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Adaptive radiation

TLDR: Adaptive radiation is when a group of organisms rapidly diversify from a single ancestor into many different forms. This happens when there are new resources available, changes in the environment, or new niches to fill. Examples include Darwin's finches in the Galapagos, cichlids in African lakes, Hawaiian honeycreepers, Caribbean anoles, and more.

Adaptive radiation is a process in evolutionary biology where organisms quickly diversify from a single ancestor into a variety of new forms. This usually happens when there are changes in the environment, new resources become available, or new niches are created. It results in the speciation and adaptation of different species with unique traits and characteristics. One famous example of adaptive radiation is Darwin's finches in the Galapagos Islands. These finches evolved different beak shapes to exploit different food sources, allowing them to survive and thrive in their respective environments.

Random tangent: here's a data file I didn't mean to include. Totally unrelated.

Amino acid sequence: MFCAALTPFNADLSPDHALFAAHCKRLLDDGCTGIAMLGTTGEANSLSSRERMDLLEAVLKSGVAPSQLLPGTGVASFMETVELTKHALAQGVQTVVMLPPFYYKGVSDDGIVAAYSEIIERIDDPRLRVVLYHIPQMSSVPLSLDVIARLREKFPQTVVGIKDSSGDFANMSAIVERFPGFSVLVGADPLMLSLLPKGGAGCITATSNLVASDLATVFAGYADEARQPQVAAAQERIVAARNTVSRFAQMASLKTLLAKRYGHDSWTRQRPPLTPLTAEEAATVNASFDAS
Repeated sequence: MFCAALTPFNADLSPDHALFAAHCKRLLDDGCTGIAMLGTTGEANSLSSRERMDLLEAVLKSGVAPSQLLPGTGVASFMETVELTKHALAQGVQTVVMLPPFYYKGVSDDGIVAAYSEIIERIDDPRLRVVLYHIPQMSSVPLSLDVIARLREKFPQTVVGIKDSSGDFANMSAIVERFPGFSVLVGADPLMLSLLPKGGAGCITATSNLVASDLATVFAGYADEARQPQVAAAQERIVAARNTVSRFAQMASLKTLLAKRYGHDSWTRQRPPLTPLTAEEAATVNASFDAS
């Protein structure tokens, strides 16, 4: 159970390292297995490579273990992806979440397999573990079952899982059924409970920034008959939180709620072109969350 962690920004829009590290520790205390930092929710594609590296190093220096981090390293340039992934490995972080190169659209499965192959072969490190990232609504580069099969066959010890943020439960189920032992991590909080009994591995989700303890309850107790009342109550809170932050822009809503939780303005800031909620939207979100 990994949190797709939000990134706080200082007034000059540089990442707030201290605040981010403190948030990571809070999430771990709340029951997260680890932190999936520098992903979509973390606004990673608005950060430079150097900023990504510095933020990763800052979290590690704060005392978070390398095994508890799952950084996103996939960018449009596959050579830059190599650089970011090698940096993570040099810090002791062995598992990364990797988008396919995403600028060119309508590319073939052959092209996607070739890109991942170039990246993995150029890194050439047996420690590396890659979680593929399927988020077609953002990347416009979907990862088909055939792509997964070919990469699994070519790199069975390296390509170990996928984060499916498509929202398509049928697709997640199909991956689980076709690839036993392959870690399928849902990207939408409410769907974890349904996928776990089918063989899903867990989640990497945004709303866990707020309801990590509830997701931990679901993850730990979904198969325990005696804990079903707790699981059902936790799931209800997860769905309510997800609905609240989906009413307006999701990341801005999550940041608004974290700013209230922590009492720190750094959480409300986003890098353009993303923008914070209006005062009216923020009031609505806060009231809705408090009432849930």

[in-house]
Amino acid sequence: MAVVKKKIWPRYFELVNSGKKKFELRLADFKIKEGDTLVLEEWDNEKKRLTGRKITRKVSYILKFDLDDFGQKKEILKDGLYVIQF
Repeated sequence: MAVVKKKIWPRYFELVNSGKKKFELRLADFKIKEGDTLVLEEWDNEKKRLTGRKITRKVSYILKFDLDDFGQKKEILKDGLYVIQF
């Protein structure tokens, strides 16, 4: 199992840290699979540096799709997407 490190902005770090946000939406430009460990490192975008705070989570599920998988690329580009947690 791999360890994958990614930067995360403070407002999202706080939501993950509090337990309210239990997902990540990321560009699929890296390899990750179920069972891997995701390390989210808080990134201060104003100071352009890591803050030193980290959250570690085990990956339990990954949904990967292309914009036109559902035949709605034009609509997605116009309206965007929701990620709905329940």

Another example is the cichlids in the African Great Lakes, such as Lake Tanganyika, Lake Malawi, and Lake Victoria. These lakes are home to a wide range of cichlid species that have adapted to different ecological roles and habitats. They have evolved diverse morphological and physiological traits to exploit various food sources and niches in their respective lakes.

Hawaii is also known for its adaptive radiations, including the Hawaiian honeycreepers, which are a group of birds with specialized beaks for different types of food sources. The Hawaiian silverswords are another example, with different species adapted to different habitats and ecological roles. The Caribbean anoles have also undergone adaptive radiation, with different species evolving similar traits and adaptations on different islands.

These are just a few examples of adaptive radiation in nature. It is a fascinating process that showcases the incredible diversity and adaptability of life on Earth.

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